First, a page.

Gateway (Heechee Saga Series #1)

by Frederik Pohl

Published: October 2004
Publisher: Random House Publishing Group
Pages: 288
Paperback
ISBN: 9780345475831

       

Overview of Gateway (Heechee Saga Series #1)

Gateway opened on all the wealth of the Universe...and on reaches of unimaginable horror. When prospector Bob Broadhead went out to Gateway on the Heechee spacecraft, he decided he would know which was the right mission to make him his fortune. Three missions later, now famous and permanently rich, Robinette Broadhead has to face what happened to him and what he is...in a journey into himself as perilous and even more horrifying than the nightmare trip through the interstellar void that he drove himself to take!
THE HEECHEE SAGA Book One:GATEWAY Book Two:BEYOND THE BLUE EVENT HORIZON Book Three: HEECHEE RENDEZVOUS Book Four: THE ANNALS OF THE HEECHEE

Synopsis of Gateway (Heechee Saga Series #1)

Gateway opened on all the wealth of the Universe...and on reaches of unimaginable horror. When prospector Bob Broadhead went out to Gateway on the Heechee spacecraft, he decided he would know which was the right mission to make him his fortune. Three missions later, now famous and permanently rich, Robinette Broadhead has to face what happened to him and what he is...in a journey into himself as perilous and even more horrifying than the nightmare trip through the interstellar void that he drove himself to take!
THE HEECHEE SAGA Book One:GATEWAY Book Two:BEYOND THE BLUE EVENT HORIZON Book Three: HEECHEE RENDEZVOUS Book Four: THE ANNALS OF THE HEECHEE

Gale Research

In Gateway, Roz Kaveney of Books and Bookmen believes, Pohl "successfully combined wit and humanity in a novel of character. [The result is] a highly competent, darkly witty entertainment." Other critics found the computer psychoanalyst a particularly believable character. "What makes this book so intriguing," Peter Ackroyd of Spectator writes, "is not its occasional satire and consistent good humor, but the fact that Pohl has managed to convey the insistent presence of the non-human, a presence which may indeed haunt our future."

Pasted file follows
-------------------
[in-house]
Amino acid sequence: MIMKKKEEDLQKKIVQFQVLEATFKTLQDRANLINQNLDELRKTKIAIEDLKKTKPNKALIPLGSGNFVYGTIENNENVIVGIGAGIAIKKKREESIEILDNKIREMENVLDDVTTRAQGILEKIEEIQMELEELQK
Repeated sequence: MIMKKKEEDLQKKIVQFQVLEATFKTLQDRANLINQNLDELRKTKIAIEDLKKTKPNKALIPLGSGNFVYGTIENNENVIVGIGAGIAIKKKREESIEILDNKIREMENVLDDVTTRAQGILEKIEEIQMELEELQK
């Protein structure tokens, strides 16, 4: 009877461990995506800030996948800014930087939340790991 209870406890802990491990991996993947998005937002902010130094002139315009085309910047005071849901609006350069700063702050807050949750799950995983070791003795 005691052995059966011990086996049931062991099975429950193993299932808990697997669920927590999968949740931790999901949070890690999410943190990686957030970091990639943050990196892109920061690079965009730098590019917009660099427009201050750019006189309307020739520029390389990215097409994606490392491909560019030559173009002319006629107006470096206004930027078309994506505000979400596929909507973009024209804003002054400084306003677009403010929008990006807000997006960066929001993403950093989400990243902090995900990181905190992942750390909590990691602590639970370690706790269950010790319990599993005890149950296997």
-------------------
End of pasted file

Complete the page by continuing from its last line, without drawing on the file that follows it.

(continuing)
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Editorials

From Barnes & Noble

The Barnes & Noble Review
Frederik Pohl's 1976 classic Gateway -- one of only a handful of novels that have won both the Hugo and Nebula Awards -- is the story of an alien way station containing hundreds of preprogrammed starships and of the daring humans who risk their lives to pilot them to their unknown destinations.

Gateway, the first of numerous Heechee novels by Pohl (Beyond the Blue Event Horizon, Heechee Rendezvous, et al.), deftly blends poignant psychodrama with hard science fiction. The story's much-flawed protagonist, Robinette Broadhead, is what most people would call a lucky man. A poor miner in Wyoming destined to spend the rest of his dismal existence laboring away underground, Rob fatefully wins a local lottery and uses almost all his winnings to buy a ticket to Gateway, an ancient alien space station found in the vicinity of Venus that contains almost 1,000 active starships. Those lucky enough -- or more aptly, crazy enough -- to make it to Gateway can apply to become prospectors, choose one of the starships, and go off in search of fortune. Some prospectors return with invaluable artifacts worth millions of dollars, many more come back dead -- or simply vanish. After procrastinating for months, Rob finally goes out on a ship and returns a rich man. But his fortune comes with a heavy price…

Arguably Pohl's finest work ever, Gateway is worth its weight in gold -- a transcendent classic that is just as good as it was almost three decades ago, if not better. Paul Goat Allen

Gale Research

In Gateway, Roz Kaveney of Books and Bookmen believes, Pohl "successfully combined wit and humanity in a novel of character. [The result is] a highly competent, darkly witty entertainment." Other critics found the computer psychoanalyst a particularly believable character. "What makes this book so intriguing," Peter Ackroyd of Spectator writes, "is not its occasional satire and consistent good humor, but the fact that Pohl has managed to convey the insistent presence of the non-human, a presence which may indeed haunt our future."

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